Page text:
A growth of some sort had appeared in the right side of my groin about the size of a small tangerine. It certainly wasn’t there the last time I’d bothered to look and now it was, well, ‘bulging ominously’, I would say!
By the age of 72 one does perhaps get used to certain bits of one’s anatomy falling off, or sometimes appearing, in unbidden and alarming ways. My ear and nose hair have, for example, decided to stage embarrassing pyrotechnic growth spurts in recent years, all without my prior agreement, but this new bulge in my groin was in a different league altogether.
I gingerly prodded my new anatomical addition and thankfully there was no pain, while to the touch it felt jelly-like. So, being of the male persuasion, I decided to do what I suspect most men do in a situation like this… ignore it and hope it goes away!
But during the following weeks, my new body-tangerine seemed to be actually getting bigger and so I eventually decided to ‘fess-up’ to my partner Pattie, who just happens to be a medical professional working at Bangkok Phuket Hospital.
One evening at bedtime I said, “Will you have a look at my groin?”
“Don’t be disgusting,” she immediately replied, before casting a cursory glance toward the offending protrusion. “Inguinal hernia,” she said dismissively, “How long have you had it?”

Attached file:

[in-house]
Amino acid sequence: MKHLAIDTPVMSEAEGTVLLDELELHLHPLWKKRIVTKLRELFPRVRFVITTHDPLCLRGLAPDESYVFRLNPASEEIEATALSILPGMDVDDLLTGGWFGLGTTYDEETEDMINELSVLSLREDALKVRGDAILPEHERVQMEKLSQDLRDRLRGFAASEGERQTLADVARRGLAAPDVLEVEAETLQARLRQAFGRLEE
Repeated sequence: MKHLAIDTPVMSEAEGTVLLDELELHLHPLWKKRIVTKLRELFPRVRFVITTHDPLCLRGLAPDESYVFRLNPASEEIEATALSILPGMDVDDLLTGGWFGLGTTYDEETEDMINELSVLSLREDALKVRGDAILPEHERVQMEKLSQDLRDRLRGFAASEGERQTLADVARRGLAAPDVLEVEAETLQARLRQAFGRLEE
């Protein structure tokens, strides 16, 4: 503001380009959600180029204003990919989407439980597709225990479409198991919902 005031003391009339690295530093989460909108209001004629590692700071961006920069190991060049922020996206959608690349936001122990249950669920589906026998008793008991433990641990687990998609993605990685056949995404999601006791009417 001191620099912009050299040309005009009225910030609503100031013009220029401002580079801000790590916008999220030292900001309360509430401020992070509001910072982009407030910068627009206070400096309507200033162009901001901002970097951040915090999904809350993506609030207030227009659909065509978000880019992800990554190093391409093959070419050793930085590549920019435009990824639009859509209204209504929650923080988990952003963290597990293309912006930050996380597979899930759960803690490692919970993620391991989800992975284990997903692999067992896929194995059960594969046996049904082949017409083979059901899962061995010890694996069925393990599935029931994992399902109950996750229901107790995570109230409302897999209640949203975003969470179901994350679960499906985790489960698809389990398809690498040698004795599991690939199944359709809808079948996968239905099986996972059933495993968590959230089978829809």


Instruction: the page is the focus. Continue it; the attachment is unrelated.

“Oh, I just noticed it,” I lied.
“Hmmm,” she scowled while giving me a knowing look. “OK well, you need to have it dealt with before it gets any bigger and the tissue which is bulging through your abdominal wall becomes strangulated and you die a horrible and painful death.”
She has a way with words in matters medical, does Pattie, which while not exactly inspiring confidence, certainly do tend to provoke action! So it was that we booked an appointment with Doctor Toranis Tantipiriyakij at Bangkok Hospital Siriroj for the very next day.
Visiting a hospital during a raging viral pandemic is probably not most people’s ideal choice for a day out, however, I have the utmost praise for the space, social distancing, cleanliness, protocols and efficiency we were shown by the hospital.
I quickly found myself in the extremely calming and reassuringly professional presence of Doctor Toranis who confirmed Pattie’s diagnosis and said I should have an ultrasound of my groin, then book an operation for the following week for minimally-invasive laparoscopic, or ‘keyhole’ surgery, during which the bulging tissues are captured and netted back into place.
The ultrasound revealed that in fact I had a bilateral inguinal hernia, the one on the left side of my groin being less developed, and therefore not actually bulging through my abdominal wall as yet.
Days later I cleared a COVID test and checked into a delightful hospital room worthy of a five-star resort for my night’s stay. My operation passed in a sweet anaesthesia-induced dream and the next thing I knew I was waking up back in my sun-dappled room, with Pattie holding my hand. That evening, I was even allowed a celebratory bowl of clear soup and the following morning Doctor Toranis came for a debriefing chat to tell me that all had gone well and I could go home… just like that!
It’s now been a month since my operation and I managed to climb back onto my beloved mountain bike just two weeks after the surgery for a gentle, flat ride around the dam above Chalong.
In a cycling career which now stretches over 65 years, I suppose one must expect the occasional bump in the road, or abdomen, and it’s reassuring to know that if you ever experience anything similar, we have here in Phuket the excellent medical resources of Doctor Toranis and his team to flatten out any bumps in your own road, or indeed your tum!